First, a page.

ChatGPT grabbed headlines this year for making generative AI—tools that can create text, images, and other media based on predictive algorithms trained on large training data sets, often scraped from the open internet—accessible to millions and for the ethical and sometimes existential questions the growing use of AI raises. This simplified the work of Core’s Top Technology Trends Committee: “When ChatGPT exploded on the scene, we immediately knew what that top tech trend was,” said Kate Delaney, committee chair and public services librarian at Philadelphia College of Osteopathic Medicine.
Delaney moderated the “Core Top Ten Technology Trends: Libraries Take On ChatGPT” panel Saturday, June 24, at American Library Association’s 2023 Annual Conference and Exhibition in Chicago. Four panelists from public, academic, and school libraries shared thoughts on what library workers should know about the technology, how it’s being used, and the potential risks and benefits.
“Students are already way ahead of us in using [AI tools],” said Hannah Byrd Little, director of library and archives at The Webb School in Bell Buckle, Tennessee. She recounted asking sixth graders to define a word several years ago, only for them to pull out their iPhones and ask Siri. They’re using tools like ChatGPT for information seeking and to supplement critical thinking in their writing. “They’ve grown up using AI.”
Generative AI’s growing ubiquity means that libraries risk irrelevance by ignoring this technology, said Jonathan McMichael, undergraduate success librarian at Arizona State University. “This is going to be a big part of a lot of students’ lives and a lot of our user’s lives,” and should be integrated into the classroom and other learning opportunities, he said. “You can’t have a house without a foundation,” added Trevor Watkins, teaching and outreach librarian at George Mason University. When teaching students about ChatGPT and other generative AI tools, he starts with the fundamentals of information literacy, which is sometimes not well-developed, especially among students who are earlier in their studies.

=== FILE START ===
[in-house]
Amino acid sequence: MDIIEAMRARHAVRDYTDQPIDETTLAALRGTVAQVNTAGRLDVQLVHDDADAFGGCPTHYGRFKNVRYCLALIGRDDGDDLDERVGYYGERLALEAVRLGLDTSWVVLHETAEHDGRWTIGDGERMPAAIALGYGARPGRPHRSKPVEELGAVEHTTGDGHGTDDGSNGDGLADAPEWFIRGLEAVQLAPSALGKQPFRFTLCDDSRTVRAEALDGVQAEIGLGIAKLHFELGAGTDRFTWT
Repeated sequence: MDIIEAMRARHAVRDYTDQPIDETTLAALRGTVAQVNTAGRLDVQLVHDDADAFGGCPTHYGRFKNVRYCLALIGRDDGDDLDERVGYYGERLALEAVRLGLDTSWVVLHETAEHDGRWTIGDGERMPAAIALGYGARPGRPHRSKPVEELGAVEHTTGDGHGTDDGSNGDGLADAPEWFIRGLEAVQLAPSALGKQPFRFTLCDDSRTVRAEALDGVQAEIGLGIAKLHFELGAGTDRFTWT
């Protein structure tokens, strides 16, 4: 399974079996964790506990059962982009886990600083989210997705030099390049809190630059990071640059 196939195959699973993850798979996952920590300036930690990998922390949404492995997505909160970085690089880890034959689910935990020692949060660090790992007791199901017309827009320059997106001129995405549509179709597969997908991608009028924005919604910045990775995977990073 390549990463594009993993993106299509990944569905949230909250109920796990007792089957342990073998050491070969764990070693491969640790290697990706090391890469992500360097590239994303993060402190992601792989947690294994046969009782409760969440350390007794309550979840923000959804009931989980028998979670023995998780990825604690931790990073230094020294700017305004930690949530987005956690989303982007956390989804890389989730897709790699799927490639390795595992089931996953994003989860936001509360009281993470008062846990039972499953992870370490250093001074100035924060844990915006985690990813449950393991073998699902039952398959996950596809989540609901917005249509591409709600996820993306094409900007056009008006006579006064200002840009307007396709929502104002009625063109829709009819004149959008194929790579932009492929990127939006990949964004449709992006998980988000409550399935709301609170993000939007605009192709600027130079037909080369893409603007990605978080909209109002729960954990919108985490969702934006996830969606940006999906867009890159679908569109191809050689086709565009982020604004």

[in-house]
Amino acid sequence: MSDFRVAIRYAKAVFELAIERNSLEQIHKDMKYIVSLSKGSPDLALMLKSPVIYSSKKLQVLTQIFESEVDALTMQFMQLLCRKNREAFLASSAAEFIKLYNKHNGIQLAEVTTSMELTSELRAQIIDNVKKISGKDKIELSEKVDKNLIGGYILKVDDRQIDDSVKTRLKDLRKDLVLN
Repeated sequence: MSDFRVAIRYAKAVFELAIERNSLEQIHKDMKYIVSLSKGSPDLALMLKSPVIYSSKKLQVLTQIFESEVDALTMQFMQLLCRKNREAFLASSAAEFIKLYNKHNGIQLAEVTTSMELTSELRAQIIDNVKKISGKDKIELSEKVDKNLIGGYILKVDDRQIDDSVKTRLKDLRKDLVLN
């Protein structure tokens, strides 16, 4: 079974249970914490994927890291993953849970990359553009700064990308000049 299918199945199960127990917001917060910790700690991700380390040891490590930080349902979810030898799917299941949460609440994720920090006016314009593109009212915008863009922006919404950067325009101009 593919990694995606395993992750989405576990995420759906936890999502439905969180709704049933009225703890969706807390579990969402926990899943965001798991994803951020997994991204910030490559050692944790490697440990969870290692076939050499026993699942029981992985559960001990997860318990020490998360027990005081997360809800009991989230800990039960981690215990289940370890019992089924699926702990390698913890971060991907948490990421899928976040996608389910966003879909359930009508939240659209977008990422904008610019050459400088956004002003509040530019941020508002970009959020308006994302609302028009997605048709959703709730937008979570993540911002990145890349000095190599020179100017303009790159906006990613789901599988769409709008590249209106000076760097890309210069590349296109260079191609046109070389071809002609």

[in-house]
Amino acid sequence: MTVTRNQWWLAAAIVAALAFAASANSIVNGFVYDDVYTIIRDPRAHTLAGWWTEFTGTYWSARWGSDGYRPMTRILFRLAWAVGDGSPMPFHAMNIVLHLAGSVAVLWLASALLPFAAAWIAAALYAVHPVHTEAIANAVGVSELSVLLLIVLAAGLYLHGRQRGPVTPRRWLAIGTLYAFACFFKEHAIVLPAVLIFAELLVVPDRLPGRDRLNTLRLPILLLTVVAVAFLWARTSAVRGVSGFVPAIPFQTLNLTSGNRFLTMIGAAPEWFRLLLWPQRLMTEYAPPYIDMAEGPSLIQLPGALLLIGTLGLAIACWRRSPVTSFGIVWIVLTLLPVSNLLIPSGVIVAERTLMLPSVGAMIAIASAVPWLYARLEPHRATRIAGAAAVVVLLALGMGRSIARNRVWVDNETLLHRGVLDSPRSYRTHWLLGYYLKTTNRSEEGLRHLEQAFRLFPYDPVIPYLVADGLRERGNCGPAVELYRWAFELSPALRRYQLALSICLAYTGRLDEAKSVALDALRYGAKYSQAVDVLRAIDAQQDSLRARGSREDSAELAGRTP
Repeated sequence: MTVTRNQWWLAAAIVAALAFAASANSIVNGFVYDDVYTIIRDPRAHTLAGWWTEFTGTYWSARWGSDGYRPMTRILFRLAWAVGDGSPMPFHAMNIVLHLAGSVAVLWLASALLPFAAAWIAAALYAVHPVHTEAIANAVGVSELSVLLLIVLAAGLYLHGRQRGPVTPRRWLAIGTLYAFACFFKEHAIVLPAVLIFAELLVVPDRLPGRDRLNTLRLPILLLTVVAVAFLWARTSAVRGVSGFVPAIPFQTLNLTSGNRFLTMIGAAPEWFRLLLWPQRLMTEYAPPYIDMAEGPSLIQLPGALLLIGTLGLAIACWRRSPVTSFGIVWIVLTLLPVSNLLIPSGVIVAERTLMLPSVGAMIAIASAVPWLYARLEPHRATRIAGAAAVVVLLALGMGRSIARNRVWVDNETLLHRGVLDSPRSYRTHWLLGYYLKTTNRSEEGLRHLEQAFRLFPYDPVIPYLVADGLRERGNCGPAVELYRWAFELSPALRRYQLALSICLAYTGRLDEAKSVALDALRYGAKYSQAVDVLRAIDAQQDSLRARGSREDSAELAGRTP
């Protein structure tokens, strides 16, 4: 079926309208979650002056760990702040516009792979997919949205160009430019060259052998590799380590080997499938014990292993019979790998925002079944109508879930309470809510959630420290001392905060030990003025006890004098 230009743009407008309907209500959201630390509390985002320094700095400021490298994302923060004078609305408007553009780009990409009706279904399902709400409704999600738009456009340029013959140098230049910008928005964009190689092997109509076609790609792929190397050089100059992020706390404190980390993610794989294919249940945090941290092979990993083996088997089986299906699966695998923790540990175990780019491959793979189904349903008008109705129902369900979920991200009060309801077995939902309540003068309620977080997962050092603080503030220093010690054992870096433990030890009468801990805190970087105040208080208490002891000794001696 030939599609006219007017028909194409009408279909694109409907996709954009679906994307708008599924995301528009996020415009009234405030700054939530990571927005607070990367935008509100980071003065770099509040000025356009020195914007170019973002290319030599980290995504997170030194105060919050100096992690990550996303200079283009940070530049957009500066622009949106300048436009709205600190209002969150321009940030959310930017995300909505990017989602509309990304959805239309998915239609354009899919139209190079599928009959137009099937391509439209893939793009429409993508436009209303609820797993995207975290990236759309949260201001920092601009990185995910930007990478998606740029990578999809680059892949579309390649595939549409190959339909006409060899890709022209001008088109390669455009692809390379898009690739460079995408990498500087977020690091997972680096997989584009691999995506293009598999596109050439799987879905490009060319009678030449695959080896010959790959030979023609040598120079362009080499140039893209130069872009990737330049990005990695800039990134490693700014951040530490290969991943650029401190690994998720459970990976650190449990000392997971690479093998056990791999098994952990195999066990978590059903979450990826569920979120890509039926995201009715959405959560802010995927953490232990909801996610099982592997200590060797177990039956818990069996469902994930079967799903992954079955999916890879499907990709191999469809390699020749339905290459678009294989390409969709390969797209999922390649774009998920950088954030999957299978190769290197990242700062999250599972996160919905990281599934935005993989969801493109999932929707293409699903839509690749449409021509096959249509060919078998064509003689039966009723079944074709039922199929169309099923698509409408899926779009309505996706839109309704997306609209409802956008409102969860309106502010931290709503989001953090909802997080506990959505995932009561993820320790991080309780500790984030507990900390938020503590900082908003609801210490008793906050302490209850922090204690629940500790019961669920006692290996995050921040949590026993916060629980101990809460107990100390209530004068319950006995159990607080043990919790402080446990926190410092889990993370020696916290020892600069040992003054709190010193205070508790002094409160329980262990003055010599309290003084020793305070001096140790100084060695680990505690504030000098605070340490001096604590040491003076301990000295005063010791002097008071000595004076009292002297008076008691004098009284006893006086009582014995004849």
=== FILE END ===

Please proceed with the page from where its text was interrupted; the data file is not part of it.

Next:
For those concerned about students using AI tools to cheat, panelists suggested thinking about the context in which it’s used. “Is it enhancing critical thought or replacing critical thought?” McMichael asked. “Don’t be afraid that it’s doing some of the work for the students.” It can also be helpful to share how ChatGPT might answer an essay prompt in class, and then dissect where its answer works well and where it falls apart, said Fernando Aragon, learning labs supervisor at Gwinnett County (Ga.) Public Library.
Watkins cautioned that some are using ChatGPT as a citable source and style guides are creating citation formats for it. However, “if you ask it to cite a source [for an answer it generated], it’ll usually just make something up. It’ll just create authors that don’t exist,” Watkins said. Authority is something Little has emphasized to her students. “I really drilled into the heads of my kids before they left for the summer: This is a tool, not a source.”
Anyone who uses generative AI tools like ChatGPT should know how they create answers to prompts. The panelists encouraged people to experiment with AI tools themselves. It’s especially helpful to give the tools prompts about things you’re well-versed in, Aragon said. This allows you to get a better idea of where the technology may have sourced things and also where it comes up short. McMichael also suggested taking a prompt engineering course, because to make good prompts you need to understand how the tools generate answers. Watkins suggested a “Chat GPT listening party,” where a group plays with the tool and has a discussion.
“Also keep an eye on sources that may not be so great,” Aragon added. Checking YouTube and other sites that the general public will check for information can also help keep you informed of the types of misinformation that are out there so you can counter it.
In addition to helping students and patrons understand and use generative AI tools, libraries also deserve a place in the debate around ethical considerations and the future of the technology. Watkins pointed out that US Congress has held hearings about AI this year, but lawmakers were “befuddled” as to how to regulate the industry. The US is way behind the international community in terms of AI regulation, he added. “There is a collective action problem here,” McMichael said. There is individual incentive to use AI because it can help you get ahead, but there is risk to everyone when tools are misused or weaponized. “Libraries are a really good place to be talking about this stuff because we’ve been thinking about collective action for information for a long time.”